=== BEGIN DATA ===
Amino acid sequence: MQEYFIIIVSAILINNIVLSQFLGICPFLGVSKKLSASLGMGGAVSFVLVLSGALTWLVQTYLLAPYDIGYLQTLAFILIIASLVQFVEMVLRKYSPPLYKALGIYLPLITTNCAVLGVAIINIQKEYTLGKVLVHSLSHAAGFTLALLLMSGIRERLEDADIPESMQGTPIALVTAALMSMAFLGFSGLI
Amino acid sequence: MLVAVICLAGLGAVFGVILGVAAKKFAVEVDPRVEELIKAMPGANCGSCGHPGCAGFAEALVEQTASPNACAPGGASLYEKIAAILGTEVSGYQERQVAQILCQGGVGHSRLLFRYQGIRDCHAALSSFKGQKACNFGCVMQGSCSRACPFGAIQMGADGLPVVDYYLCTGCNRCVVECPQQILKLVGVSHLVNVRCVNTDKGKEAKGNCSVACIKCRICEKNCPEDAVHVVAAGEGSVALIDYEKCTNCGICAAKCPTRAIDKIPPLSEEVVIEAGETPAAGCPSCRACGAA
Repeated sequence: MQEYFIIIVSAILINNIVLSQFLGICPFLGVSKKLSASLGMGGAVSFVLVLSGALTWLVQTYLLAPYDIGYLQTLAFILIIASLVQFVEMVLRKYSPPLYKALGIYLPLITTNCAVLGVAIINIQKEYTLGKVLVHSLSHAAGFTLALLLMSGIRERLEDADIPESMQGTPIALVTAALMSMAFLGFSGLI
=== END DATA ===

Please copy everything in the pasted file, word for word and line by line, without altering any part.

Amino acid sequence: MQEYFIIIVSAILINNIVLSQFLGICPFLGVSKKLSASLGMGGAVSFVLVLSGALTWLVQTYLLAPYDIGYLQTLAFILIIASLVQFVEMVLRKYSPPLYKALGIYLPLITTNCAVLGVAIINIQKEYTLGKVLVHSLSHAAGFTLALLLMSGIRERLEDADIPESMQGTPIALVTAALMSMAFLGFSGLI
Amino acid sequence: MLVAVICLAGLGAVFGVILGVAAKKFAVEVDPRVEELIKAMPGANCGSCGHPGCAGFAEALVEQTASPNACAPGGASLYEKIAAILGTEVSGYQERQVAQILCQGGVGHSRLLFRYQGIRDCHAALSSFKGQKACNFGCVMQGSCSRACPFGAIQMGADGLPVVDYYLCTGCNRCVVECPQQILKLVGVSHLVNVRCVNTDKGKEAKGNCSVACIKCRICEKNCPEDAVHVVAAGEGSVALIDYEKCTNCGICAAKCPTRAIDKIPPLSEEVVIEAGETPAAGCPSCRACGAA
Repeated sequence: MQEYFIIIVSAILINNIVLSQFLGICPFLGVSKKLSASLGMGGAVSFVLVLSGALTWLVQTYLLAPYDIGYLQTLAFILIIASLVQFVEMVLRKYSPPLYKALGIYLPLITTNCAVLGVAIINIQKEYTLGKVLVHSLSHAAGFTLALLLMSGIRERLEDADIPESMQGTPIALVTAALMSMAFLGFSGLI